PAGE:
More MS news articles for March 2000

MS Study Aided by Marijuana

Wednesday March 1 2:14 PM ET
By ALEX DOMINGUEZ Associated Press Writer

Marijuana-like compounds ease tremors in mice with a condition similar to multiple sclerosis, researchers say in a study that appears to corroborate patients who say pot helps them deal with the disease.

The relief apparently wasn't because the mice were stoned, but because the compounds hit the right buttons in the nervous system, the British researchers reported in Thursday's issue of the journal Nature.

The compounds tested were synthetic but included the chemical equivalent of THC, the main ingredient in marijuana. Five of the six compounds tested reduced tremors and spasticity.

"This lends credence to the anecdotal reports that some people with MS have said that cannabis can help control these distressing symptoms,'' said Lorna Layward, one of the study's authors. Layward heads the research arm of the Multiple Sclerosis Society of Great Britain and Northern Ireland.

Stephen Reingold, vice president of research at the National Multiple Sclerosis Society, said it would be wrong to assume the results would hold true for humans. He said further research should be conducted.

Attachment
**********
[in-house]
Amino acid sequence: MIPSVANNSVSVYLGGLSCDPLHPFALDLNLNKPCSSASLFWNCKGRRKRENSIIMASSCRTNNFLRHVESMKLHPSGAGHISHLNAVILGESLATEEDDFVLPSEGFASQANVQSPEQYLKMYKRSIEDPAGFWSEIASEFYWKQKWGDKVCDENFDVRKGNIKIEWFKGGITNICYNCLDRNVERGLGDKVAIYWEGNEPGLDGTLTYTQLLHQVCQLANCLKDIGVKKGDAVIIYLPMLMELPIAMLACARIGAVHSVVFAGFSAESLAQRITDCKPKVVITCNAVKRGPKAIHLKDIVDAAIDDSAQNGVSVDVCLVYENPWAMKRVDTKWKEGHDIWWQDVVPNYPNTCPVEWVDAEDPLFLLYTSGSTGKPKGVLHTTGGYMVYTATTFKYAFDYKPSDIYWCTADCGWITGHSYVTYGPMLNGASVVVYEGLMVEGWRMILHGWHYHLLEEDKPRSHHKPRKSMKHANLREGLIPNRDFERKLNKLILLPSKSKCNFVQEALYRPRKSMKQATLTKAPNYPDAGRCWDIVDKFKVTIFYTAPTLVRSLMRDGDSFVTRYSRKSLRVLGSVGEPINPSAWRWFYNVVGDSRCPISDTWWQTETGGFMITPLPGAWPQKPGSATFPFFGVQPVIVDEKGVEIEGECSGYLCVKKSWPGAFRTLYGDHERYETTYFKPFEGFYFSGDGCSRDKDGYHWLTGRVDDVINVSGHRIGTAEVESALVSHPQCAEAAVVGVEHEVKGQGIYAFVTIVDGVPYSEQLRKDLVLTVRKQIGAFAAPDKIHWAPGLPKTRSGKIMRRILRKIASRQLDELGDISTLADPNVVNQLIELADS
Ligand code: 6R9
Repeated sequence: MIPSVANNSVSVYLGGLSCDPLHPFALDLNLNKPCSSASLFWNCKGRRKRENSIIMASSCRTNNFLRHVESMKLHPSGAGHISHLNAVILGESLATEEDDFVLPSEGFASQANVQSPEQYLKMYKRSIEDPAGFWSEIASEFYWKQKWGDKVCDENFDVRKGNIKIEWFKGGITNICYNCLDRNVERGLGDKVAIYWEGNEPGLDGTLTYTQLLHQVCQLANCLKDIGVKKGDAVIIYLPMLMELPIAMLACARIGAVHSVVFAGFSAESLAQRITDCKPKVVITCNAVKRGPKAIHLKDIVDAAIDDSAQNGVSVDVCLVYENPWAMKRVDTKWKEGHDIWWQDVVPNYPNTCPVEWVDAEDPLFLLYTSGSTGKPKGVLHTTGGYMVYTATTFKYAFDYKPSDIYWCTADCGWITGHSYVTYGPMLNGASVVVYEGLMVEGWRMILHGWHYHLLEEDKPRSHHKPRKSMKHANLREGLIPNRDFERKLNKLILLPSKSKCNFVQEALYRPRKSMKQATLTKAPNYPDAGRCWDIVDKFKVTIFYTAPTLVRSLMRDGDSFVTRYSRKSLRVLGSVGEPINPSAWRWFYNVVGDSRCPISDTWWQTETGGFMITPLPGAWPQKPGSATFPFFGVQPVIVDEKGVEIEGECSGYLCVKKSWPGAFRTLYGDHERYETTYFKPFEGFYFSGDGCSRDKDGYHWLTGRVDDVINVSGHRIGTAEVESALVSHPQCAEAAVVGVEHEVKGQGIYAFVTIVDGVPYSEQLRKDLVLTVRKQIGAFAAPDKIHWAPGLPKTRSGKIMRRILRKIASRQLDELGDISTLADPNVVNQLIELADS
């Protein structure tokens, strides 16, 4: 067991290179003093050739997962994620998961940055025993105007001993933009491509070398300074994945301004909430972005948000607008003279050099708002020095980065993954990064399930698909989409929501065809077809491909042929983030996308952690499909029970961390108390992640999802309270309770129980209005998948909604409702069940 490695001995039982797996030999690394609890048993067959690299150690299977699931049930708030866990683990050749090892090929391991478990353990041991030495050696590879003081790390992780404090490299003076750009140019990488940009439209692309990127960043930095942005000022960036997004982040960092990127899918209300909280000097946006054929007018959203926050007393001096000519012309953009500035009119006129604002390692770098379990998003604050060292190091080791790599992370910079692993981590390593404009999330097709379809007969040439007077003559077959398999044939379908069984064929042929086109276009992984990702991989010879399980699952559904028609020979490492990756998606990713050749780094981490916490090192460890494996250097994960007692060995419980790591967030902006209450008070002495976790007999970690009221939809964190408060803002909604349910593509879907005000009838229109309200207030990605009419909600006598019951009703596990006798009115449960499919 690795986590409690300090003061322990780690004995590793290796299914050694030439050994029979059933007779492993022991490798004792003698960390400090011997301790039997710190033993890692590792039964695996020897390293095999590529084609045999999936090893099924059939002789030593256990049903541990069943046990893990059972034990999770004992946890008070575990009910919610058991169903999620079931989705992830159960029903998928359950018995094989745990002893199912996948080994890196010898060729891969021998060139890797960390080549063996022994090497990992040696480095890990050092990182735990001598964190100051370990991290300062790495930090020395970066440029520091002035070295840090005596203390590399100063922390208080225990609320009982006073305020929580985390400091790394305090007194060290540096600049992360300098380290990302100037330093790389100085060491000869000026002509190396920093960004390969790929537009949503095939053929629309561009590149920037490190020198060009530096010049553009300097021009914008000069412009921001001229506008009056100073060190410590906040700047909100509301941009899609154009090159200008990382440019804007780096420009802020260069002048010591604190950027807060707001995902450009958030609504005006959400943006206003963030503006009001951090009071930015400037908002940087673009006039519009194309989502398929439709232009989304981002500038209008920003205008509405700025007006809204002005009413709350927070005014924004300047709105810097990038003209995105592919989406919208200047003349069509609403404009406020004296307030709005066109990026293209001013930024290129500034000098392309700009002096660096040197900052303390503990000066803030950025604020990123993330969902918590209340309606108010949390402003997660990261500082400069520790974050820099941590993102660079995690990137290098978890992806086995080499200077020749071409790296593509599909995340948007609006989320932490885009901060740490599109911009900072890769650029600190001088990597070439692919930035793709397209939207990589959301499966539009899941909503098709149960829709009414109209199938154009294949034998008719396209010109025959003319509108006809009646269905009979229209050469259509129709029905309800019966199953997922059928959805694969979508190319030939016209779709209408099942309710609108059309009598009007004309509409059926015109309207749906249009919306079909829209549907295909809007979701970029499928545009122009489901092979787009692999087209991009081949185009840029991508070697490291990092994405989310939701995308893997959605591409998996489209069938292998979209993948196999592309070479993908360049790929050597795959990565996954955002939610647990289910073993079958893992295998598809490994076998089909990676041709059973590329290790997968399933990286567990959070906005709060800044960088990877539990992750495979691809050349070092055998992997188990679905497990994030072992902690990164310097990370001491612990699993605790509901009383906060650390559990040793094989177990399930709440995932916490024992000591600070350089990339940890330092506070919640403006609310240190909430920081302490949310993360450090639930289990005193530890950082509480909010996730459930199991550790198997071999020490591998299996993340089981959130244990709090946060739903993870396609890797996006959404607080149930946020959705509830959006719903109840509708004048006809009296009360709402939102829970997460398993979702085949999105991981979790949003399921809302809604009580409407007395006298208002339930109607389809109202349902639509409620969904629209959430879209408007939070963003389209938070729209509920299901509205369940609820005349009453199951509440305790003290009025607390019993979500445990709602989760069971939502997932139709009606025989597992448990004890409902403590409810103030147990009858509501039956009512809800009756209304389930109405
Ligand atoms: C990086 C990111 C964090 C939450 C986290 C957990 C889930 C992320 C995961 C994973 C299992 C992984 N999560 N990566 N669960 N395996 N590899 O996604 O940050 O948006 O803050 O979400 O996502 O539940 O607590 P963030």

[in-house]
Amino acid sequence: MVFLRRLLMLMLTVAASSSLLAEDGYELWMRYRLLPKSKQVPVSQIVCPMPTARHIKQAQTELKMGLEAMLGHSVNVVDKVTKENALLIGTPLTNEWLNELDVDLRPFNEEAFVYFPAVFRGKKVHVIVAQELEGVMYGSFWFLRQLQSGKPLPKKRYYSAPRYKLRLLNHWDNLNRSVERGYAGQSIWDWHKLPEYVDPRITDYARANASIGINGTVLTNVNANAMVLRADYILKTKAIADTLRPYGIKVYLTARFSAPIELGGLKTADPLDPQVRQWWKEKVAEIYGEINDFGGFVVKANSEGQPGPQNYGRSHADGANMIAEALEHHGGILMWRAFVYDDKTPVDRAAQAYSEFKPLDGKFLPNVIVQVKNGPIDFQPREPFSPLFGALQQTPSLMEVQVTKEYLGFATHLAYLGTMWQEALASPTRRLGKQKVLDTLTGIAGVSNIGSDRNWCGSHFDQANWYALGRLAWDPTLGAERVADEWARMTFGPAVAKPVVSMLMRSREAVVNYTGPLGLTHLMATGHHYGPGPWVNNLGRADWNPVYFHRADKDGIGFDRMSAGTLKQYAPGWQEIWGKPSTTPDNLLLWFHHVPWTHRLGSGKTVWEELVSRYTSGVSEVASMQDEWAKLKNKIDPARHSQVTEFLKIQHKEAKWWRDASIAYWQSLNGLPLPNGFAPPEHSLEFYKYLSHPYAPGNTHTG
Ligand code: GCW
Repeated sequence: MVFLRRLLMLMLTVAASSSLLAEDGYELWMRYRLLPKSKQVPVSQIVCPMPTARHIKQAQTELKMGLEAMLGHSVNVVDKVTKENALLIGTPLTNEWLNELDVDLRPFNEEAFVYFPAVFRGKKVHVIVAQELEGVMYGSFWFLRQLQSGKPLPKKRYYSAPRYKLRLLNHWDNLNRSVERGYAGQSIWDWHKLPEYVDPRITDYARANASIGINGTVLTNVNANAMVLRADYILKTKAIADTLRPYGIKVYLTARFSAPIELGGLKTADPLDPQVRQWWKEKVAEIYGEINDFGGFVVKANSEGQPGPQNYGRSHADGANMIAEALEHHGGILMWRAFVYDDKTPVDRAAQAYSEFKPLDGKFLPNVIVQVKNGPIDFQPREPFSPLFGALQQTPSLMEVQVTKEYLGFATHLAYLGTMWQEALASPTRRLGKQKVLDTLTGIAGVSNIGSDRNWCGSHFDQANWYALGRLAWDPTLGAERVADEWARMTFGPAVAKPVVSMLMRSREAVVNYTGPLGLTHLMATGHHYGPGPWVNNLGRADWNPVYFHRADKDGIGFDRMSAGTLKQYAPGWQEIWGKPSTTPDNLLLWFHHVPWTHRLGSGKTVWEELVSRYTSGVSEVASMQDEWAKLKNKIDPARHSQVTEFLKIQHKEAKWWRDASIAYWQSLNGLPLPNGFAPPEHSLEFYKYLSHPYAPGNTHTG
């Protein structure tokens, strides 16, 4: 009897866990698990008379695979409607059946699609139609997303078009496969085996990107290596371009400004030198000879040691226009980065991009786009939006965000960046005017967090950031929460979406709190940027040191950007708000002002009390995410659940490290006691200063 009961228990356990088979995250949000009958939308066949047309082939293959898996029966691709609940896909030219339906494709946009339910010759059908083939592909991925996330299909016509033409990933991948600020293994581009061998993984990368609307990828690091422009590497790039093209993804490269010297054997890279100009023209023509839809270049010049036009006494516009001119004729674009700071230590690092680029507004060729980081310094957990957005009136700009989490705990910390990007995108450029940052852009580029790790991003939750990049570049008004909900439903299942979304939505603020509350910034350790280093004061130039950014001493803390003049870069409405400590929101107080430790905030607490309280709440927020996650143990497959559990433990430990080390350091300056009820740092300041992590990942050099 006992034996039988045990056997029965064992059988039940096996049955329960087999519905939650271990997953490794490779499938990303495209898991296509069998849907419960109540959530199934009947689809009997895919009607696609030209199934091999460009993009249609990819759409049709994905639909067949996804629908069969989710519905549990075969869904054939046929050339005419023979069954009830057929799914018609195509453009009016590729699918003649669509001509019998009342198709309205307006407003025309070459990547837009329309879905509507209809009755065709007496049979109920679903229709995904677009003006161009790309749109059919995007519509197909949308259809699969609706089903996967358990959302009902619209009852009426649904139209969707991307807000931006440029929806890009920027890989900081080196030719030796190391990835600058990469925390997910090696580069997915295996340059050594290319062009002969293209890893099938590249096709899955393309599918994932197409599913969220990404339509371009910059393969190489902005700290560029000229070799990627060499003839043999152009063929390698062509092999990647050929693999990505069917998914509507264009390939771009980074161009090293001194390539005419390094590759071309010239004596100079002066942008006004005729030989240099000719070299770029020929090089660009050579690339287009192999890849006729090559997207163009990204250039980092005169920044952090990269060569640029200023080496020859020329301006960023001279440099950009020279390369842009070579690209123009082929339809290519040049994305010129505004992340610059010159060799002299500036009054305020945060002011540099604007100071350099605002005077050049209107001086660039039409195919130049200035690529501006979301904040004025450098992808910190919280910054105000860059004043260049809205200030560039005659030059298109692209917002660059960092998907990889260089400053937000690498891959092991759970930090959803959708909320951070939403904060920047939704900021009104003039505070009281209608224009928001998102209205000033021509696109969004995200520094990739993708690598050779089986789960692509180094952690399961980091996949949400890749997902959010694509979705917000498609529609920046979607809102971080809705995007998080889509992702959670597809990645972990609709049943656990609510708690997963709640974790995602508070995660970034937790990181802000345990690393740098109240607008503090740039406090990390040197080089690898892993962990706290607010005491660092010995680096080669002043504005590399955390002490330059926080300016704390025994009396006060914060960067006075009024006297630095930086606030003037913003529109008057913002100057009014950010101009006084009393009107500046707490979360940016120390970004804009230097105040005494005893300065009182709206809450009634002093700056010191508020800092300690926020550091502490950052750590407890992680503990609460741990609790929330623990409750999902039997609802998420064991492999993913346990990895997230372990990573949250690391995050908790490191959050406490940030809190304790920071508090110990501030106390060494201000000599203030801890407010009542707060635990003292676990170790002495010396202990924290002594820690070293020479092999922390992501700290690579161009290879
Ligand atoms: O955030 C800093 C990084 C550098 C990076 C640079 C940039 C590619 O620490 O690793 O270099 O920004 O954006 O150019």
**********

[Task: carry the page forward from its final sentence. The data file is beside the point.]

"What this doesn't tell us is that smoking marijuana is good for MS,'' Reingold said.

More than 300,000 Americans have MS, in which the body attacks myelin, the sheath that insulates nerve fibers. That can produce stiffness, tremors, paralysis, loss of vision, numbness and pain. The cause is unknown, and there is no cure.

In the new work, the compounds injected into the mice stimulated structures called cannabinoid receptors on the surface of nerve cells. The work indicates the receptors are involved in the regulation of muscle tone, said David Baker of University College in London, who led the study.

The symptoms were not eased merely by the sedative effect of cannabinoids, since some of the compounds don't bind with the receptor known to be responsible for marijuana's high. Other signs of sedation, such as a drop in body temperature, also were not found, Baker said.

Baker said the work could lead to compounds that can treat MS symptoms without the high of marijuana, which can affect memory.

"We've tapped into and exposed this natural system,'' he said. "And that's why this is important.''

The role of marijuana in treating illness has been the subject of debate, with some states passing laws allowing its use for medicinal purposes. Some patients with AIDS, glaucoma and cancer say marijuana can ease pain, nausea and other symptoms.

Layward said other researchers in Britain are planning to test marijuana derivatives on MS patients.

Dr. Robert Lisak, co-director of the Multiple Sclerosis Center at the Detroit Medical Center, said the mouse disease is not exactly analogous to multiple sclerosis in humans, but the work is encouraging.